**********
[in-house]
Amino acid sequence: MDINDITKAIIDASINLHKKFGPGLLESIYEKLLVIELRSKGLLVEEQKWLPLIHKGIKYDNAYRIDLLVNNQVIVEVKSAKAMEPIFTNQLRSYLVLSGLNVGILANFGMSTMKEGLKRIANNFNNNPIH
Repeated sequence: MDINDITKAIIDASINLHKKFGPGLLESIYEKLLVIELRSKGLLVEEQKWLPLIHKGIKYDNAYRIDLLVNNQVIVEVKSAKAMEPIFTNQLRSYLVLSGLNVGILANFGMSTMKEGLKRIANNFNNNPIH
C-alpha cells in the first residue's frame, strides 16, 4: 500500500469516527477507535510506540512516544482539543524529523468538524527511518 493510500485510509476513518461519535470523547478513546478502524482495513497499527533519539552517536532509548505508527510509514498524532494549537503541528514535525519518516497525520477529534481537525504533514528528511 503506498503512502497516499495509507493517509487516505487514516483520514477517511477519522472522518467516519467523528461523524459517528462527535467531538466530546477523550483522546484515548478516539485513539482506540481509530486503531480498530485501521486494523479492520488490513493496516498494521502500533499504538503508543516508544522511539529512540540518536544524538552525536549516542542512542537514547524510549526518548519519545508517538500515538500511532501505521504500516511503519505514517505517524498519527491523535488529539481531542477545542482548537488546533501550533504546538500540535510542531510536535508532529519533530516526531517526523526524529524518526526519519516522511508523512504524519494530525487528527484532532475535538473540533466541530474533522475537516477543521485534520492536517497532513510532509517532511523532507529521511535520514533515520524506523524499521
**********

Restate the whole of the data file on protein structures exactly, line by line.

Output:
[in-house]
Amino acid sequence: MDINDITKAIIDASINLHKKFGPGLLESIYEKLLVIELRSKGLLVEEQKWLPLIHKGIKYDNAYRIDLLVNNQVIVEVKSAKAMEPIFTNQLRSYLVLSGLNVGILANFGMSTMKEGLKRIANNFNNNPIH
Repeated sequence: MDINDITKAIIDASINLHKKFGPGLLESIYEKLLVIELRSKGLLVEEQKWLPLIHKGIKYDNAYRIDLLVNNQVIVEVKSAKAMEPIFTNQLRSYLVLSGLNVGILANFGMSTMKEGLKRIANNFNNNPIH
C-alpha cells in the first residue's frame, strides 16, 4: 500500500469516527477507535510506540512516544482539543524529523468538524527511518 493510500485510509476513518461519535470523547478513546478502524482495513497499527533519539552517536532509548505508527510509514498524532494549537503541528514535525519518516497525520477529534481537525504533514528528511 503506498503512502497516499495509507493517509487516505487514516483520514477517511477519522472522518467516519467523528461523524459517528462527535467531538466530546477523550483522546484515548478516539485513539482506540481509530486503531480498530485501521486494523479492520488490513493496516498494521502500533499504538503508543516508544522511539529512540540518536544524538552525536549516542542512542537514547524510549526518548519519545508517538500515538500511532501505521504500516511503519505514517505517524498519527491523535488529539481531542477545542482548537488546533501550533504546538500540535510542531510536535508532529519533530516526531517526523526524529524518526526519519516522511508523512504524519494530525487528527484532532475535538473540533466541530474533522475537516477543521485534520492536517497532513510532509517532511523532507529521511535520514533515520524506523524499521